It’s the same story on abortion. The LDS Church opposes it, but not because we believe in some ex nihilo creation of a “person” at conception the way Evangelicals do.

    Which is probably why our leaders can throw in a few exceptions for rape, incest, and serious threat to health of the mother without agonizing much over it.

    On issues like school prayer, evolution in schools, and any other attempt to government enforce the “civil religion” we can be lukewarm to downright indifferent.

    So no, the Evangelicals aren’t anything more than temporary allies of convenience to us. But they’ll find the same thing about us. We aren’t really in their corner in the quest to establish a “Christian Nation” as they term it.

  4. Your point is excellent. Blind faith is something I don’t exactly believe in. Its a delicate balance but things need to make sense. What doesn’t make sense for me is seeing the Church lose thousands of brillent and creative souls leave the church or commit suicide or hide in darkness because they are told they are evil for being a “soul” not of their choosing. They find that there is no place at the table of Christ. They are among us…they hide or make some other peace at another table. It is so devastating to see friends slip away or do the unspeakable. It happens far more than we know.

  5. @ zinj

    Your point is a valid one–it’s very sad that so many great minds and souls struggle to find a comfort zone. I expect (hope, pray, cross my fingers) that part of the struggle will improve in time as the differences in doctrinal treatment and cultural treatment of homosexuality are made more clear, and the latter are dropped from the menu. However, the former must remain, and as such, the easiness of finding comfort in the LDS Church will not likely come. Not impossible, but not likely easy.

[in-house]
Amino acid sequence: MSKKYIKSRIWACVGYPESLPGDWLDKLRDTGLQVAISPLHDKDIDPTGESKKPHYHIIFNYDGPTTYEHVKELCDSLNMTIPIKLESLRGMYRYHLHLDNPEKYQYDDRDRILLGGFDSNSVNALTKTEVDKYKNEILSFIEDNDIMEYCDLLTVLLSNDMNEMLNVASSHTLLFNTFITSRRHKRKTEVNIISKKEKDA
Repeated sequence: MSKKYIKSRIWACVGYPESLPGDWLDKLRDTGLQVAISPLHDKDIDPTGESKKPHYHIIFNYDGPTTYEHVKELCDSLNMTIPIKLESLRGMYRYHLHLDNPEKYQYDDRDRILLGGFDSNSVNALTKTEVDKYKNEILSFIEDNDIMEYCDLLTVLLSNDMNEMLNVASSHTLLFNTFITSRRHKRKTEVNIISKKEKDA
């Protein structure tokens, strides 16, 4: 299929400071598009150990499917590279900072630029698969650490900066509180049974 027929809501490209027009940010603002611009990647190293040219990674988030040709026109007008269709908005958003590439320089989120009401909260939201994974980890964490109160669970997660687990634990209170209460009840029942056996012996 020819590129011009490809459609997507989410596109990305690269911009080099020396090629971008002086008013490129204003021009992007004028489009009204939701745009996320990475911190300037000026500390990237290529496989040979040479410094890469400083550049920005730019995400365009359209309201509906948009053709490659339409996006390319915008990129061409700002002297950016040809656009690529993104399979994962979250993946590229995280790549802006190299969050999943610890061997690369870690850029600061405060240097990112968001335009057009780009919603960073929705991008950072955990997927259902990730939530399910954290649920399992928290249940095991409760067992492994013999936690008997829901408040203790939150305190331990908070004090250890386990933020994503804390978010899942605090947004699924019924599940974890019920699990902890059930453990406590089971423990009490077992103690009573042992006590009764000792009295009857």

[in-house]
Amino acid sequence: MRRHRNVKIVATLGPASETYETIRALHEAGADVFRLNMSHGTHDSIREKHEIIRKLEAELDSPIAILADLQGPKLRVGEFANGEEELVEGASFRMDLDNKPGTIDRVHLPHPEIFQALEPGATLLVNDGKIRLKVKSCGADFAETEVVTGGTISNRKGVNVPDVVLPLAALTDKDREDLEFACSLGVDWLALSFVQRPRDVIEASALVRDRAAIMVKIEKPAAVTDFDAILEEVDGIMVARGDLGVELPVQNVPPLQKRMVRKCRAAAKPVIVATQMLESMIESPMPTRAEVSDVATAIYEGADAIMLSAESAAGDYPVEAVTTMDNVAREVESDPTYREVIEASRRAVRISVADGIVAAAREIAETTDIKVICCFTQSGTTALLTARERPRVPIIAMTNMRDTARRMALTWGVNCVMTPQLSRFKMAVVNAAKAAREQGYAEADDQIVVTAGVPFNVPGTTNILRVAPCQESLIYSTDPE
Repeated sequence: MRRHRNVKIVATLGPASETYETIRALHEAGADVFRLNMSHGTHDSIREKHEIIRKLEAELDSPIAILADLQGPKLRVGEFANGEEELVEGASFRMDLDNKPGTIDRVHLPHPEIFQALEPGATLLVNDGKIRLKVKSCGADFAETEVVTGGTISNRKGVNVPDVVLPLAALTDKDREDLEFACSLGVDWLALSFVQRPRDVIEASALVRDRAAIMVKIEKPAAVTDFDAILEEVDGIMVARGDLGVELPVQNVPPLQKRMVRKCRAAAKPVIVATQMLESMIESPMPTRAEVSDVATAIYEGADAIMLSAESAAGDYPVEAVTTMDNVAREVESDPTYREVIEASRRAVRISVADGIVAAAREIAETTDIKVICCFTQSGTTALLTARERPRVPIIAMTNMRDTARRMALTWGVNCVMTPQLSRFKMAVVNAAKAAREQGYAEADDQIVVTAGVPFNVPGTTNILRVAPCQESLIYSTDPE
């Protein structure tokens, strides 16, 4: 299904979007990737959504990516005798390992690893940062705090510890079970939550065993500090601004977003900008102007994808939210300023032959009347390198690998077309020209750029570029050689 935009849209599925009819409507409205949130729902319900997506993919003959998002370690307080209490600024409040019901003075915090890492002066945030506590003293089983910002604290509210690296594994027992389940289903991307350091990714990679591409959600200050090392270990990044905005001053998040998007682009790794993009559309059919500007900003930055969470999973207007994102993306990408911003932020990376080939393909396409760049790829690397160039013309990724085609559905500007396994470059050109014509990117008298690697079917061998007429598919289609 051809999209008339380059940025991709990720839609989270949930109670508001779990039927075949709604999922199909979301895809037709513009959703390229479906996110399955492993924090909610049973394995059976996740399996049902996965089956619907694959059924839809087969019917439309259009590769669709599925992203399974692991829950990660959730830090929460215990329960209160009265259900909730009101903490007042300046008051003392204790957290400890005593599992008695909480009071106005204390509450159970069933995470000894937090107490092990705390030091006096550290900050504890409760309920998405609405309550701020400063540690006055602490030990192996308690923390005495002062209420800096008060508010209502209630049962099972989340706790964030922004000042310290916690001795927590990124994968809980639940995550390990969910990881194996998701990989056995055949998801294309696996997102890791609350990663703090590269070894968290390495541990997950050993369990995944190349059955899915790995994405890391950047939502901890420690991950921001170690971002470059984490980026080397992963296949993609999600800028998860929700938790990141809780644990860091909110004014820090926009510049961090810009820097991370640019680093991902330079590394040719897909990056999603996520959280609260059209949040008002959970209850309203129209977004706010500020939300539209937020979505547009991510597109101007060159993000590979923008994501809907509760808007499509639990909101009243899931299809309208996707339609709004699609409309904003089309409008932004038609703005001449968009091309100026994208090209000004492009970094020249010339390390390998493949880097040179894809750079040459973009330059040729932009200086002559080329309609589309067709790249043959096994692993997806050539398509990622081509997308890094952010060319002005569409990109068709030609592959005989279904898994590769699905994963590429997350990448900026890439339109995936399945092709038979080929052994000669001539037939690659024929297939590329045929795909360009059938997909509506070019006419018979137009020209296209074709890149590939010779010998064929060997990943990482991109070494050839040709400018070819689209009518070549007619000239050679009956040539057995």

6. hawkgrrrl permalink

    “we oughtn’t use these beliefs to restrict the rights and liberties of others” This is my feeling exactly. It’s also the golden rule. Do unto others as you would have them do unto you.

  7. ooh, hawkgrrrl, I don’t like the golden rule much.

    After all, in a scenario…gay marriage opponents would argue something like, “we are treating you exactly like we would want to be treated. We would want someone to care enough about our “souls” and traditional marriage and society to preserve it.”


    The golden rule is intrinsically selfish. Treat others as *you* would like to be treated? A better one (that I’ve never found a nice metallic term for, even though we have golden rule and its cousin the silver rule) is, “Treat others as THEY would like to be treated.” I think it is so much more simple and empathetic, but it’s also more difficult.

  8. hawkgrrrl permalink

    Andrew – We’re in violent agreement. The golden rule, though, is only problematic as worded when we assume that “how we would be treated” is specific (e.g. I want X, Y, and Z whereas you might prefer A, B, and C). If applied generally (e.g. I want to be treated well), that works. I certainly agree that it’s better to know others’ preferences and treat them accordingly.